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How to spend way less time on email every day

Matt Plummer

The average professional spends 28 percent of the work day reading and answering email, according to a McKinsey analysis. That amounts to a staggering 2.6 hours spent and 120 messages received per day.

Most professionals have resorted to one of two extreme coping mechanisms: there are the inbox-zero devotees who compulsively keep their inboxes clear, and there are those who have essentially given up.

Our team at Zarvana—a company that teaches research-backed time-management practices—set out to see if there is a data-supported way to reduce the time spent on email without sacrificing effectiveness. What we found surprised even us: we can save more than half that time. Here are the five ways to get it back.

By implementing just these five practices, email can once again become a tool for effective work.

Turn off notifications and check your email hourly

On average, professionals check their email 15 times per day, or every 37 minutes. But only 11 percent of customers/clients and 8 percent of coworkers expect a response in less than an hour. The solution is simple: turn off notifications and schedule time (about 5 to 8 minutes) every hour to check email.

Move every email out of your inbox the first time you read it

On average, professionals have more than 200 emails in their inbox and receive 120 new ones each day but respond to only 25 percent of them. The antidote is the single-touch rule: after reading an email the first time, either archive it or delete it.

Use search, not folders, to refind emails

On average, people create a new email folder every five days and have 37 on hand. But this approach—clicking on folders to find what you need—is 50 percent slower than searches using common operators (e.g., “”).

Set up just two email folders and use shortcuts to archive emails there

The 37 folders stacked up on the left-hand side of most users’ email application affects more than just refinding time. Roughly 10 percent of the total time people spend on email is spent filing messages they want to keep, a process that involves two phases: deciding where the emails should go and then moving them to the selected folders. Most people require only two folders: one for emails that we read when they hit the inbox but which also require further action (what we call “Archive”) and one for emails that we might want to read at a later date (what we call “Reading”). Automated rules or filters help us avoid the risk of dragging and dropping emails into the wrong place; keyboard shortcuts are more than 50 percent faster than using a mouse.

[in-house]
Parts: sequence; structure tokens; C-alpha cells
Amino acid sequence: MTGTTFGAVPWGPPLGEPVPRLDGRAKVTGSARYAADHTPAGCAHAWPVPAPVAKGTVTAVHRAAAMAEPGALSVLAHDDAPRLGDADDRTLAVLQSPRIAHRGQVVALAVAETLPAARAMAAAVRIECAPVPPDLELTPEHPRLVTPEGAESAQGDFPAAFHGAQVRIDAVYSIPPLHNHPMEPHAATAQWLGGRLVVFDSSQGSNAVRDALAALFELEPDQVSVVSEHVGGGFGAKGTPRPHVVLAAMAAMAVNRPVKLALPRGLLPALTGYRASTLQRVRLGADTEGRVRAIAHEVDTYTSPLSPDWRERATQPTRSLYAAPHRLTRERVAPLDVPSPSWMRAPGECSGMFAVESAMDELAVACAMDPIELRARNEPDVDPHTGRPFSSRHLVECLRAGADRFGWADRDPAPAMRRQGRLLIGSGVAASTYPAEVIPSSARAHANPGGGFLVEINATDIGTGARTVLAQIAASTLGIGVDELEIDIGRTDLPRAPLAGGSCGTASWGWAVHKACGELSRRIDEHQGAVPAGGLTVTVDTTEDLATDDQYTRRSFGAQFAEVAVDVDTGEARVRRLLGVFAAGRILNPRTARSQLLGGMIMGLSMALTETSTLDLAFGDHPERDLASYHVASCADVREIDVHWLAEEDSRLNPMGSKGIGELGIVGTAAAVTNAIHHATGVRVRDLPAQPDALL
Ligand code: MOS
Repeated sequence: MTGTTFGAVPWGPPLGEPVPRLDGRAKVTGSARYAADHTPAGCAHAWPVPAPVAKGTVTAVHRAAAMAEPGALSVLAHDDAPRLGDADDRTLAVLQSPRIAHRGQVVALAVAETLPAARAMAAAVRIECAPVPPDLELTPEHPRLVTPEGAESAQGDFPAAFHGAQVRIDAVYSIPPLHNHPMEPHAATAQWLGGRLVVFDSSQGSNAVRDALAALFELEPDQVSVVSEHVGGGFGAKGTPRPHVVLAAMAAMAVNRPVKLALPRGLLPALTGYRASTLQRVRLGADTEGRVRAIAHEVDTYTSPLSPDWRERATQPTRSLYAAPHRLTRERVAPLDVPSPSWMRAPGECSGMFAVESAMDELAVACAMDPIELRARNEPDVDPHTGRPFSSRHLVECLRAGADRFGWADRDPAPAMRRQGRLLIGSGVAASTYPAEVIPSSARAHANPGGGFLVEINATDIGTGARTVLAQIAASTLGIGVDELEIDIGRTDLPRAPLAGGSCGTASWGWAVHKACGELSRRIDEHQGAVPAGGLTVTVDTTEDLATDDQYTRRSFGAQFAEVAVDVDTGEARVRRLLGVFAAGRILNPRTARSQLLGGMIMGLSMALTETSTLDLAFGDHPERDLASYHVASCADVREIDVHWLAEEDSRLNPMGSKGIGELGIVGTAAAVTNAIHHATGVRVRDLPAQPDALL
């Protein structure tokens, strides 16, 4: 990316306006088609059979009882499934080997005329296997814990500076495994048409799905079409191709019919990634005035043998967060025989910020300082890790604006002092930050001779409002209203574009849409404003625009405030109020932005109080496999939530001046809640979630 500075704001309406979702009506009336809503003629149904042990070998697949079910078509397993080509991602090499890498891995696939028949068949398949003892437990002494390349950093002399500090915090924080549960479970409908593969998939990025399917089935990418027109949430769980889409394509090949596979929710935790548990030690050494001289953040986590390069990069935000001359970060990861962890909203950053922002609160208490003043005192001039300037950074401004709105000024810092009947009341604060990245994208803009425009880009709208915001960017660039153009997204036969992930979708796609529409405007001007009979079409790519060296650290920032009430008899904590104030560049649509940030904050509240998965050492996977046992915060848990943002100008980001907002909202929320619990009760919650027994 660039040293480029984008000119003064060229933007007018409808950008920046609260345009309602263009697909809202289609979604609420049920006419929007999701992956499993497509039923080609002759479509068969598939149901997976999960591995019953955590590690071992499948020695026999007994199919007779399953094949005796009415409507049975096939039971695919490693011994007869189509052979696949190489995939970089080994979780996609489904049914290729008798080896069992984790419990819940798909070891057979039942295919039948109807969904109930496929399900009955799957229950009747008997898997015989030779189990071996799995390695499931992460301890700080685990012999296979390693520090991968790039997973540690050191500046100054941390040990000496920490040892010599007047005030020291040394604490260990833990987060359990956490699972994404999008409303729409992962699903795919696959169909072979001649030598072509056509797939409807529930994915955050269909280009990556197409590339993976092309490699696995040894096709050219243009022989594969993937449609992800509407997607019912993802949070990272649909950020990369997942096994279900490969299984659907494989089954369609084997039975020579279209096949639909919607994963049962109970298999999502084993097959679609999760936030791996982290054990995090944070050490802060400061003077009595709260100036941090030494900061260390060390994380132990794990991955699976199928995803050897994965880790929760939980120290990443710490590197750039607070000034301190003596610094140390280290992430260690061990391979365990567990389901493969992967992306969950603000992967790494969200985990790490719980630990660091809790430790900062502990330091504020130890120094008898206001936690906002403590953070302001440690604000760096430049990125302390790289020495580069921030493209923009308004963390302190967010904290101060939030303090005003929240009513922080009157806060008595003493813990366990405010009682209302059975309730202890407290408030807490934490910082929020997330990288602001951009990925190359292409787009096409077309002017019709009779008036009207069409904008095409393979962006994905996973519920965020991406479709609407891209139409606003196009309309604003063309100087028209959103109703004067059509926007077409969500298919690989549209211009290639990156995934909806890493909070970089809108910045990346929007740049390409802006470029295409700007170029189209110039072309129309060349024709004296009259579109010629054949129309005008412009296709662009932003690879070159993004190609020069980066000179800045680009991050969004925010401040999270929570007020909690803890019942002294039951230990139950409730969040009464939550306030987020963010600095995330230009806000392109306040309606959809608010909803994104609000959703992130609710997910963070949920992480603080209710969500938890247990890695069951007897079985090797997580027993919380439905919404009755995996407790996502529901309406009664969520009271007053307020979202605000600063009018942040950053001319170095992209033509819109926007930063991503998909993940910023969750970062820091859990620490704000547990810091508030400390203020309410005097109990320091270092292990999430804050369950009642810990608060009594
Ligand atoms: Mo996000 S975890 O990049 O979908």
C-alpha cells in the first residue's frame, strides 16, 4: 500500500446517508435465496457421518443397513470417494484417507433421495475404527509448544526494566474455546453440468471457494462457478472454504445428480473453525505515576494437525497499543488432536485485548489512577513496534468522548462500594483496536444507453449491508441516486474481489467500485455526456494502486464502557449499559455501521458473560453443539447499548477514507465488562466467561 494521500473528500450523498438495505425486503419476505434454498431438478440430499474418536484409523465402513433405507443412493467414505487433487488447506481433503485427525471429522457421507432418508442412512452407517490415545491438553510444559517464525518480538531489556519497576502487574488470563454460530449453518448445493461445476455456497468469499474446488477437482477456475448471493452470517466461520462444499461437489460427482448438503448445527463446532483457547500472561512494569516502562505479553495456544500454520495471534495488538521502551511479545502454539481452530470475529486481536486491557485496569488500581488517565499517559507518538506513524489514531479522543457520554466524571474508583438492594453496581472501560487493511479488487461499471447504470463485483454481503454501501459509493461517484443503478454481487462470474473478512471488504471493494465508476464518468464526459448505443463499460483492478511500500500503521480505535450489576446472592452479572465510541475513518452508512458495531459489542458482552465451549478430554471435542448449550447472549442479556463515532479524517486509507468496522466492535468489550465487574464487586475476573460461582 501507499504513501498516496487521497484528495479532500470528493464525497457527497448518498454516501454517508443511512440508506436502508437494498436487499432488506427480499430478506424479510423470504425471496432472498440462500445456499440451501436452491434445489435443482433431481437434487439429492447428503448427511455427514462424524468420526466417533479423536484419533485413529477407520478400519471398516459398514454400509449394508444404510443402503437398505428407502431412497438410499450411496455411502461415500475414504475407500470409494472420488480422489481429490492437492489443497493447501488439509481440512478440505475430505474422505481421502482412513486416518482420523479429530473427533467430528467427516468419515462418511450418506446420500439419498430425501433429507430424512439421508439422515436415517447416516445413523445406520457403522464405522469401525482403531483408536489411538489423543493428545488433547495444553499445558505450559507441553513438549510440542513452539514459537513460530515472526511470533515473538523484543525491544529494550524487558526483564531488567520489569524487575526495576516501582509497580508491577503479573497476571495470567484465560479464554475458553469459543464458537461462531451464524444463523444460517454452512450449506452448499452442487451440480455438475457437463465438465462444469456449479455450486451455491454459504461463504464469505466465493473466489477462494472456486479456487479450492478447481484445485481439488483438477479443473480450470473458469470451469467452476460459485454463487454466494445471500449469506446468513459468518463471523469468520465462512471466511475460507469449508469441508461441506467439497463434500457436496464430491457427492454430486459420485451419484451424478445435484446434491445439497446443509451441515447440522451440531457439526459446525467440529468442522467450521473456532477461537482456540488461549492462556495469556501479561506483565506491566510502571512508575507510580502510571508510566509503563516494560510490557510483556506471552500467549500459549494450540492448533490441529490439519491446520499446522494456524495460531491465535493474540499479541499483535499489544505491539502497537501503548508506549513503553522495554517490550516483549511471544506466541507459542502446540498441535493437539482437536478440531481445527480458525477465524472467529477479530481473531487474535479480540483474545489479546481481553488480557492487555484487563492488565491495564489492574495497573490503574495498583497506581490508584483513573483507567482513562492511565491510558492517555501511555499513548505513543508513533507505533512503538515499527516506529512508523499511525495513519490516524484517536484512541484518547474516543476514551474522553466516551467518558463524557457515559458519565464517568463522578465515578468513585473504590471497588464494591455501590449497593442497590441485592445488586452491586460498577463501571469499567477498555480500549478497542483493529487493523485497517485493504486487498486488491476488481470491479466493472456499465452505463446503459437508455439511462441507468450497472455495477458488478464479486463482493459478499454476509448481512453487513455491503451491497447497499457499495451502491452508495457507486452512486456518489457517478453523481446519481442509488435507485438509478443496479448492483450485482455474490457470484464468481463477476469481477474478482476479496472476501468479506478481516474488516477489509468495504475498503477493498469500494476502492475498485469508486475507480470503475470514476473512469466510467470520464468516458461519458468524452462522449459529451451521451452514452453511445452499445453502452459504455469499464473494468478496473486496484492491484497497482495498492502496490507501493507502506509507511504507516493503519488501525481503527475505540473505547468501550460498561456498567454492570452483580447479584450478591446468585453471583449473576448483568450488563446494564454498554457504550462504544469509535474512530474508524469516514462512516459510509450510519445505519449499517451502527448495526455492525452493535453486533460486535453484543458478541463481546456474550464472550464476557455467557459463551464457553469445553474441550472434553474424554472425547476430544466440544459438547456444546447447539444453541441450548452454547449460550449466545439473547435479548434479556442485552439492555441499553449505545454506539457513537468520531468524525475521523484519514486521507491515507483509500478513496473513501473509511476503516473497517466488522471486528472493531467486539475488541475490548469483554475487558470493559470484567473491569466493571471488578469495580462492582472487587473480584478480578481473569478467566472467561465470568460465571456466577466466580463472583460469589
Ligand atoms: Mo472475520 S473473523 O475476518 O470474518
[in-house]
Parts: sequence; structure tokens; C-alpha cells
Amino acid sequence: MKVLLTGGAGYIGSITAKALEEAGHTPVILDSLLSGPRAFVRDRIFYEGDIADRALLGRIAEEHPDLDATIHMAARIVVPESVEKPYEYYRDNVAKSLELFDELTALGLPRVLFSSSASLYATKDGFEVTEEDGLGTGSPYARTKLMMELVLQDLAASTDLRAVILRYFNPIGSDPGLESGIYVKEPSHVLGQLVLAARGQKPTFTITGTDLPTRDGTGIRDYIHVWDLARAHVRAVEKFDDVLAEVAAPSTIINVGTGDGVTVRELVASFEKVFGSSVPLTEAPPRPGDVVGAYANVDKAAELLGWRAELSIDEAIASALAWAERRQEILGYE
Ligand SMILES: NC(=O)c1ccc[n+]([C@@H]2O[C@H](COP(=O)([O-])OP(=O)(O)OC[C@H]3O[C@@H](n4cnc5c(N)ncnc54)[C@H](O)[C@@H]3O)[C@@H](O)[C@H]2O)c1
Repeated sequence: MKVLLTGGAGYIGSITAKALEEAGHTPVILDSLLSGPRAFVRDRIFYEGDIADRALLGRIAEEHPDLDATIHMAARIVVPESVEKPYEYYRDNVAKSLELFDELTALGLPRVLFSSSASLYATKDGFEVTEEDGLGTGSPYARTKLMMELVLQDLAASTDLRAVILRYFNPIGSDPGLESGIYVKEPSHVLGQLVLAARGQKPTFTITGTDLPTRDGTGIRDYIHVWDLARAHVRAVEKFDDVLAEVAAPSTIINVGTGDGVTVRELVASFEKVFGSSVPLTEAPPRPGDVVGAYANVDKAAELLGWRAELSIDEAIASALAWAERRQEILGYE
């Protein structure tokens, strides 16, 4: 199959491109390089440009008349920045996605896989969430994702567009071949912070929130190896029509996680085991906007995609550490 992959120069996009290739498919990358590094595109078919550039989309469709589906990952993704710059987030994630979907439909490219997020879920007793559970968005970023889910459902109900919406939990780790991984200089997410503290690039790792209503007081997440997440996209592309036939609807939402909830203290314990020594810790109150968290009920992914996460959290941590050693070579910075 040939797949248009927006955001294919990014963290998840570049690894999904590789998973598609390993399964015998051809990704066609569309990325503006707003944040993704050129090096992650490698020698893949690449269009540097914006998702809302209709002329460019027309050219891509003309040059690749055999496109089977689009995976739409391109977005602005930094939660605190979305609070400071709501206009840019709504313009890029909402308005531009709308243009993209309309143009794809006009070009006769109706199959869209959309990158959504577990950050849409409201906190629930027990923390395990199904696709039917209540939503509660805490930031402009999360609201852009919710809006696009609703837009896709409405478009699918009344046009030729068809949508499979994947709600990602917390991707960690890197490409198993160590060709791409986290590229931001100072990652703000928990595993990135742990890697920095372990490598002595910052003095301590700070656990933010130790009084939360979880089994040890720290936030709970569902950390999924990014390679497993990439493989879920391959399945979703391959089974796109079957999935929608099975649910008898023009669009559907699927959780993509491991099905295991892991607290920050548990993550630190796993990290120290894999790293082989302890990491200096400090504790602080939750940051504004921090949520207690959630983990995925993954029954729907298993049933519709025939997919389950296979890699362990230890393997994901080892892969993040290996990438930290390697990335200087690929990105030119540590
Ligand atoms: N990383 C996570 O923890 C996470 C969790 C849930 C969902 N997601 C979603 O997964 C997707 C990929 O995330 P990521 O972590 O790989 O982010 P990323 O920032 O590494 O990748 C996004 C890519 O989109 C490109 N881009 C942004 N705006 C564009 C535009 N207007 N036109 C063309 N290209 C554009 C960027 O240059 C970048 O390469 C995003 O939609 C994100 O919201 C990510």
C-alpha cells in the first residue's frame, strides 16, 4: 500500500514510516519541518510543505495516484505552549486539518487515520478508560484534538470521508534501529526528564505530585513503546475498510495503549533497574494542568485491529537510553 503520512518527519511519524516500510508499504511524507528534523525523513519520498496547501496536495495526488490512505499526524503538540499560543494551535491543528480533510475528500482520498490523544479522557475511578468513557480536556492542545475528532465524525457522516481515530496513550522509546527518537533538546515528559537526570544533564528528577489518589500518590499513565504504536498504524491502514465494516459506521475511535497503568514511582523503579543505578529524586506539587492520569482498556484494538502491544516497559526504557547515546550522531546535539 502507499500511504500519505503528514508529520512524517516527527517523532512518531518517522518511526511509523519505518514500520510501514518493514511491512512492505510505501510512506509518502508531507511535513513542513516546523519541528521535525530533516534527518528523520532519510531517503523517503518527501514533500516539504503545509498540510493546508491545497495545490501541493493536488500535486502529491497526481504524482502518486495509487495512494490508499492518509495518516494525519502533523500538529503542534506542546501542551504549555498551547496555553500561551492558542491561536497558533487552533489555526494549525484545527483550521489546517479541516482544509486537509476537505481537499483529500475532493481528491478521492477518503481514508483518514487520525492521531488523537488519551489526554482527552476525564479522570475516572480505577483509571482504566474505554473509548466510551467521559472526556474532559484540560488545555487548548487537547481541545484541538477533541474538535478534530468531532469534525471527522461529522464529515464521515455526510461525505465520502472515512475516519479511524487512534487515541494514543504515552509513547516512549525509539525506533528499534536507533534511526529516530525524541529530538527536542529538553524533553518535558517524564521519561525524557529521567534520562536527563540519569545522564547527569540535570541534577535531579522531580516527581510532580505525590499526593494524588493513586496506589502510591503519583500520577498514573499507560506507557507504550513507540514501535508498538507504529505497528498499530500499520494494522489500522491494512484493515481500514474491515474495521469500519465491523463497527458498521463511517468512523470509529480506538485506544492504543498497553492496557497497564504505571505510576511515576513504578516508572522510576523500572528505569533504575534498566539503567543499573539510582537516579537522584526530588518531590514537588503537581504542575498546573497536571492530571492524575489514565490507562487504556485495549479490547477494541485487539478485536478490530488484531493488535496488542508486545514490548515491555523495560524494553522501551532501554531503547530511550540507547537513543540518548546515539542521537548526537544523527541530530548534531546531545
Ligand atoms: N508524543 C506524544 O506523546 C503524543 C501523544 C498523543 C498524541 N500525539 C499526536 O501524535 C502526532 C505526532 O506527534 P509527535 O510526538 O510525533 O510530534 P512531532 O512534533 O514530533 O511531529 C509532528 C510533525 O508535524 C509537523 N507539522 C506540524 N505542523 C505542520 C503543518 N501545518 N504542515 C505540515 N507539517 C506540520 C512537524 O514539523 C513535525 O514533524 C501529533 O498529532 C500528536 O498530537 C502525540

Avoid processing irrelevant or less important emails individually

According to data from SaneBox, 62 percent of all email is not important and can be processed in bulk. But even bulk-processing takes time: just deleting an email takes an average of 3.2 seconds, adding up to more than three minutes per day. To break the habit of processing irrelevant emails individually, use a three-part approach: automated filtering for newsletters you actually use, unsubscribing from those you don’t, and blocking spam and other emails that keep coming after you’ve tried to unsubscribe.

Email has become the bane of 21st-century workers’ existence. By implementing just these five practices, email can once again become a tool for effective work.

This article was originally published at Harvard Business Review and is republished here with permission.


Time Management
Portrait of Matt Plummer

Matt Plummer

Matt Plummer (@mtplummer) is the founder of Zarvana, which offers online programs and coaching services to help working professionals become more productive by developing time-saving habits. Before starting Zarvana, Matt spent six years at Bain & Company spin-out, The Bridgespan Group, a strategy and management consulting firm for nonprofits, foundations, and philanthropists.